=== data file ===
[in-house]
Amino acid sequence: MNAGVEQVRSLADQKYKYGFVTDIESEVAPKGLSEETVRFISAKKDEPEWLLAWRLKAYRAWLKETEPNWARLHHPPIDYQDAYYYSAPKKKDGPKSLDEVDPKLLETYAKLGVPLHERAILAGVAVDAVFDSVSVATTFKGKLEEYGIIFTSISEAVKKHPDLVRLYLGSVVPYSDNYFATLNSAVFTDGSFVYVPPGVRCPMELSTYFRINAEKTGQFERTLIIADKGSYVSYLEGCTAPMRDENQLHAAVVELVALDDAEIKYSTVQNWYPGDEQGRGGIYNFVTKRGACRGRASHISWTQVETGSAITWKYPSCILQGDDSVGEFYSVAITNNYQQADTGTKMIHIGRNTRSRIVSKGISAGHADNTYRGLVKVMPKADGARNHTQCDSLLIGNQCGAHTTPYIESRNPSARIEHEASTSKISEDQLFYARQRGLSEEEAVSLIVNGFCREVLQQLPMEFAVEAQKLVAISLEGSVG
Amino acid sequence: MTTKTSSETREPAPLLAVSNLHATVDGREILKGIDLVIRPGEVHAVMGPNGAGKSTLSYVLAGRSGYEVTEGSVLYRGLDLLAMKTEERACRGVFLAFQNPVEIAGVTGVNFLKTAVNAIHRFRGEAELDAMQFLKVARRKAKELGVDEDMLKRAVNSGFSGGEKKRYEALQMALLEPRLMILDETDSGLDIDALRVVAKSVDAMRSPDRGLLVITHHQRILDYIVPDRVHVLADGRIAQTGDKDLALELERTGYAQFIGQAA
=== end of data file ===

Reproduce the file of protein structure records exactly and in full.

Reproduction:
[in-house]
Amino acid sequence: MNAGVEQVRSLADQKYKYGFVTDIESEVAPKGLSEETVRFISAKKDEPEWLLAWRLKAYRAWLKETEPNWARLHHPPIDYQDAYYYSAPKKKDGPKSLDEVDPKLLETYAKLGVPLHERAILAGVAVDAVFDSVSVATTFKGKLEEYGIIFTSISEAVKKHPDLVRLYLGSVVPYSDNYFATLNSAVFTDGSFVYVPPGVRCPMELSTYFRINAEKTGQFERTLIIADKGSYVSYLEGCTAPMRDENQLHAAVVELVALDDAEIKYSTVQNWYPGDEQGRGGIYNFVTKRGACRGRASHISWTQVETGSAITWKYPSCILQGDDSVGEFYSVAITNNYQQADTGTKMIHIGRNTRSRIVSKGISAGHADNTYRGLVKVMPKADGARNHTQCDSLLIGNQCGAHTTPYIESRNPSARIEHEASTSKISEDQLFYARQRGLSEEEAVSLIVNGFCREVLQQLPMEFAVEAQKLVAISLEGSVG
Amino acid sequence: MTTKTSSETREPAPLLAVSNLHATVDGREILKGIDLVIRPGEVHAVMGPNGAGKSTLSYVLAGRSGYEVTEGSVLYRGLDLLAMKTEERACRGVFLAFQNPVEIAGVTGVNFLKTAVNAIHRFRGEAELDAMQFLKVARRKAKELGVDEDMLKRAVNSGFSGGEKKRYEALQMALLEPRLMILDETDSGLDIDALRVVAKSVDAMRSPDRGLLVITHHQRILDYIVPDRVHVLADGRIAQTGDKDLALELERTGYAQFIGQAA